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In the second index, REM fragmentation decreased more in the SRT group than the control group, but in other indexes, there was not a statistical difference.
A new secondary data analysis from the MARTINI trial examined whether sleep restriction therapy (SRT) reduces rapid eye movement (REM) fragmentation, which is hypothesized to be a feature of insomnia. It was a parallel, randomized, controlled evaluation of SRT versus time-in-bed regulation (TBR).
“To our knowledge, this is the first study to examine whether SRT reduces REM sleep fragmentation, a proposed sleep characteristic of insomnia, in comparison to a matched control group,” the investigators wrote.1
The study led by Leonie Franziska Maurer, PhD, of the Nuffield department of clinical neurosciences at the University of Oxford, ultimately did not receive significant results to support a link that SRT reduces REM.
The participants (n = 56) were split into 2 groups, SRT (n = 27) and TBR (n = 29), and received treatment for 4 weeks. There were 36 females, and the mean age was 40.78 ± 9.08 years. For both groups, participants were prescribed a sleep window that was the same as their average self-reported total sleep time for the previous 2 weeks. Ambulatory polysomnographic recordings were performed at baseline, week 1, and week 4.
A portable polysomnography (PSG) system, SOMO HD™ recorded sleep at a participant’s home, and there were 6 scalp electrodes; 1 ground electrode; 1 scalp reference electrode; and 2 reference electrodes placed on each mastoid process.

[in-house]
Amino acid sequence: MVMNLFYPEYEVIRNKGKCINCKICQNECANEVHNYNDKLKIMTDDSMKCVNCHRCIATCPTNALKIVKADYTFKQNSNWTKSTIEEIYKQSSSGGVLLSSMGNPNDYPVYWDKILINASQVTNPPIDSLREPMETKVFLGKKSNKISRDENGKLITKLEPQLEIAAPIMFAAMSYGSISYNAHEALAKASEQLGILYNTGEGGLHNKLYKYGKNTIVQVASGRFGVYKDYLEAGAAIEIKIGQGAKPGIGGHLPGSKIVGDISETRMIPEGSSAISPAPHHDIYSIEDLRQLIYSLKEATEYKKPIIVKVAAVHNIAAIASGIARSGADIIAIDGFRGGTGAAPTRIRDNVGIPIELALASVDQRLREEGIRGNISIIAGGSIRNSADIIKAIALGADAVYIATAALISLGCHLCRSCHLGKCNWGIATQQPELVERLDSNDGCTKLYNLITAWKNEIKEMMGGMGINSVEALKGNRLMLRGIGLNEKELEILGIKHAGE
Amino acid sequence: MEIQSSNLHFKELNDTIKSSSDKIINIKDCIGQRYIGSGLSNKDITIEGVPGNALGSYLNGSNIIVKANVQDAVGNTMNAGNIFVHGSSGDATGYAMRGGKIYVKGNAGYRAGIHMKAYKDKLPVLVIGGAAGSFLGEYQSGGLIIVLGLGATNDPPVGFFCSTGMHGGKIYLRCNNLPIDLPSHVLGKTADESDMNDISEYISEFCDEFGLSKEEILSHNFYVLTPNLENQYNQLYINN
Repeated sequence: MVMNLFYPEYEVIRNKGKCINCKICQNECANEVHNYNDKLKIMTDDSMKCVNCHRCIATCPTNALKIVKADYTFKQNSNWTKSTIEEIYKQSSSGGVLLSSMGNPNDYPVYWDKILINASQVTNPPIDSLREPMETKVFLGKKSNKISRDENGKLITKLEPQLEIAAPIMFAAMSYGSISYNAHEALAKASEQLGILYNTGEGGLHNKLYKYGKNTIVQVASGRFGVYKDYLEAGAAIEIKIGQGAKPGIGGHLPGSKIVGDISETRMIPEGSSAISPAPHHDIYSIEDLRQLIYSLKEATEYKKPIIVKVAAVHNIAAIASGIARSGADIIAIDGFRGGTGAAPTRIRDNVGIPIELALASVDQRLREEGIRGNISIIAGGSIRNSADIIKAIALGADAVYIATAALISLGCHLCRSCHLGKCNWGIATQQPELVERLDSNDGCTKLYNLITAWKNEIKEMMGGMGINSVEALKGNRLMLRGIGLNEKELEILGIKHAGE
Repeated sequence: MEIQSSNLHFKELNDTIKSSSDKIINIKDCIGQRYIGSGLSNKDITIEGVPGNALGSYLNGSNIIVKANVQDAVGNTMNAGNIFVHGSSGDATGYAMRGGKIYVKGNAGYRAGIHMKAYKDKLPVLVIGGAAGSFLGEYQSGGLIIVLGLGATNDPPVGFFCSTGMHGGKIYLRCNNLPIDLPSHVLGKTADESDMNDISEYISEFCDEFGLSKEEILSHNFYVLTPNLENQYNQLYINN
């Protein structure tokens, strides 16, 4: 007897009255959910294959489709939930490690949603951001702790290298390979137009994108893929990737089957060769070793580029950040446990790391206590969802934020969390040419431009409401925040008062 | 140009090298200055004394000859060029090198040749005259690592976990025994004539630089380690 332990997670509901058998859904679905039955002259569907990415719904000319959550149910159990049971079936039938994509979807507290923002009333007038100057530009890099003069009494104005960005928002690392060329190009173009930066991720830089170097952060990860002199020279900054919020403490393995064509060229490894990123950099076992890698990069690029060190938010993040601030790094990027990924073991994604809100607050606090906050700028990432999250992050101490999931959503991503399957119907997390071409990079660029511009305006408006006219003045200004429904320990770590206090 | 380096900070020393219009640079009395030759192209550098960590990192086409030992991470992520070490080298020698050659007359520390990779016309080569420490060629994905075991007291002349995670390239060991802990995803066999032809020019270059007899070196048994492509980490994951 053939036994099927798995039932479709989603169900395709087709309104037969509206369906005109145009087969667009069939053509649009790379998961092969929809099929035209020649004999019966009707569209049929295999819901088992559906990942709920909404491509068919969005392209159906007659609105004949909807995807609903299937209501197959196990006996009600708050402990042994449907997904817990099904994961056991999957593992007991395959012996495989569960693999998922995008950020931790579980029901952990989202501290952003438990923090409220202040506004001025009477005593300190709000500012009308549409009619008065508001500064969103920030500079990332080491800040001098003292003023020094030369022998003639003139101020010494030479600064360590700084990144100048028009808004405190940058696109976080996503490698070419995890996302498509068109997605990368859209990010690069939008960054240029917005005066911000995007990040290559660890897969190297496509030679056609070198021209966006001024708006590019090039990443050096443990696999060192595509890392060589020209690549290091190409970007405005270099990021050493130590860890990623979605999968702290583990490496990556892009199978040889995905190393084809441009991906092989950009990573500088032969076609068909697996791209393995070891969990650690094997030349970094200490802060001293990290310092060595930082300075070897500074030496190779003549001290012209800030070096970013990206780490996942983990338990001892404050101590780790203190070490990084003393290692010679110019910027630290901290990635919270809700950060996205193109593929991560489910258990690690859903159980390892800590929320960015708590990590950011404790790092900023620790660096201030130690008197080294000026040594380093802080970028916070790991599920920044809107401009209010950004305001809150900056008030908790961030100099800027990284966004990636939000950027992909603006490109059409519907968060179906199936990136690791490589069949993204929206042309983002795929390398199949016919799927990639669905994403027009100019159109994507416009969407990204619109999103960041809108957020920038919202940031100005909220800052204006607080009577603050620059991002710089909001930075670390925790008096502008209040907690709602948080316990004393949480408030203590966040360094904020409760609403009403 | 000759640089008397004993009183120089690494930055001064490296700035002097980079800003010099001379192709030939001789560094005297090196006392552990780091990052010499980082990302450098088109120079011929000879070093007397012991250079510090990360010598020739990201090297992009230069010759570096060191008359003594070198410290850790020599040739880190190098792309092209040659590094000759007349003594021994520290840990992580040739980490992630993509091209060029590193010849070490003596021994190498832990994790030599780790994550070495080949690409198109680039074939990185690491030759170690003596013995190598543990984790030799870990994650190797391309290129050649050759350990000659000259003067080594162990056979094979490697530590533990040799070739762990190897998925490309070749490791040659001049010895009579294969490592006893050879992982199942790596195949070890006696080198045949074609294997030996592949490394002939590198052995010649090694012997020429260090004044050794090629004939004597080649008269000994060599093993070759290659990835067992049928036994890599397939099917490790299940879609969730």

“In the absence of a standard REM sleep fragmentation index, multiple indices were considered,” the team wrote. “We did not find clear evidence of a treatment effect of SRT on REM sleep fragmentation, with a statistically significant reduction being observed for just one of the three REM indices at one time point.”
Previous research found that individuals with insomnia experience more micro-arousals and awakenings during REM sleep, which was why the investigators added micro-arousals and awakenings in the indexes.2
The primary index included rapid eye movement arousals, awakenings, intrusions, and movement duration in hours through linear-mixed models that were fitted to access between-group differences. The study found there was no significant group difference for the rapid eye movement fragmentation index at week 1 (P = .009, d = .31) or week 4 (P = .741).1
Although in the second index—rapid eye movement sleep arousals, awakenings, and duration in hours—the investigators found that REM fragmentation decreased more in the SRT group than the control group at week 1 (P = .023, d = .46) but this was not the same case in week 4.
With the third index, which looked at REM arousals and duration in hours, investigators found a medium-sized effect at week 1 (d = .39), which supported SRT, but there was not a statistical significance (P = .051). At week 4, no effect was found (P = .908, d = .02).
At index 4, investigators found no group effects at week 1 (P = .395, d = .11) or week 4 (P = .153, d = .30).
“The absence of group effects at week 4 suggests that any treatment effect due to SRT may be of a temporary nature and potentially driven by mild sleep deprivation and/or reductions in pre-sleep arousal, both of which were prominent during early treatment,” the investigators wrote.
While the MARTINI trial did not prove if SRT reduces REM fragmentation, the research provides a basis for future studies.
“In summary, results from this exploratory analysis indicate that SRT may have potential to decrease REM sleep fragmentation, a proposed manifestation of hyperarousal, but only during the acute treatment phase,” the team concluded. “Future, purposely-designed studies are warranted to assess whether SRT reliably (and selectively) modifies REM fragmentation, and whether changes relate to clinical improvement in symptoms and/or overnight emotion processing.”